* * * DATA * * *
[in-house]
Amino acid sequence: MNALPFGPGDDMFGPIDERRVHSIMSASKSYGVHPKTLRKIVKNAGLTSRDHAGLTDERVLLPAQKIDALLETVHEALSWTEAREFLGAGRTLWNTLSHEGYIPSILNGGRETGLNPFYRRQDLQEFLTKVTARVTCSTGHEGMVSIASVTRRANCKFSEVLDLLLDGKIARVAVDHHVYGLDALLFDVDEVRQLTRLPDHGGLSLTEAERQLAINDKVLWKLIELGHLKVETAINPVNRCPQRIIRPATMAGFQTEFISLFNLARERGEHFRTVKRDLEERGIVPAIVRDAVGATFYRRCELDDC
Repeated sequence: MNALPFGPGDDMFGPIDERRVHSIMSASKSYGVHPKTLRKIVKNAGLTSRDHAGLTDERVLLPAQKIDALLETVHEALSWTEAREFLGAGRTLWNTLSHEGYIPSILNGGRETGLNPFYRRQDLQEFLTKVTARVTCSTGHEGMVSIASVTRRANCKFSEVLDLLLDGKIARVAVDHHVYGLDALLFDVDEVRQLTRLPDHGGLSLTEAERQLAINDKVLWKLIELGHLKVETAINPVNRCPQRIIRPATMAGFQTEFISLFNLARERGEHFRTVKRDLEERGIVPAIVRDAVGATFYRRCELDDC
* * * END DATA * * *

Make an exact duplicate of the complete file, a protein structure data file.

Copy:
[in-house]
Amino acid sequence: MNALPFGPGDDMFGPIDERRVHSIMSASKSYGVHPKTLRKIVKNAGLTSRDHAGLTDERVLLPAQKIDALLETVHEALSWTEAREFLGAGRTLWNTLSHEGYIPSILNGGRETGLNPFYRRQDLQEFLTKVTARVTCSTGHEGMVSIASVTRRANCKFSEVLDLLLDGKIARVAVDHHVYGLDALLFDVDEVRQLTRLPDHGGLSLTEAERQLAINDKVLWKLIELGHLKVETAINPVNRCPQRIIRPATMAGFQTEFISLFNLARERGEHFRTVKRDLEERGIVPAIVRDAVGATFYRRCELDDC
Repeated sequence: MNALPFGPGDDMFGPIDERRVHSIMSASKSYGVHPKTLRKIVKNAGLTSRDHAGLTDERVLLPAQKIDALLETVHEALSWTEAREFLGAGRTLWNTLSHEGYIPSILNGGRETGLNPFYRRQDLQEFLTKVTARVTCSTGHEGMVSIASVTRRANCKFSEVLDLLLDGKIARVAVDHHVYGLDALLFDVDEVRQLTRLPDHGGLSLTEAERQLAINDKVLWKLIELGHLKVETAINPVNRCPQRIIRPATMAGFQTEFISLFNLARERGEHFRTVKRDLEERGIVPAIVRDAVGATFYRRCELDDC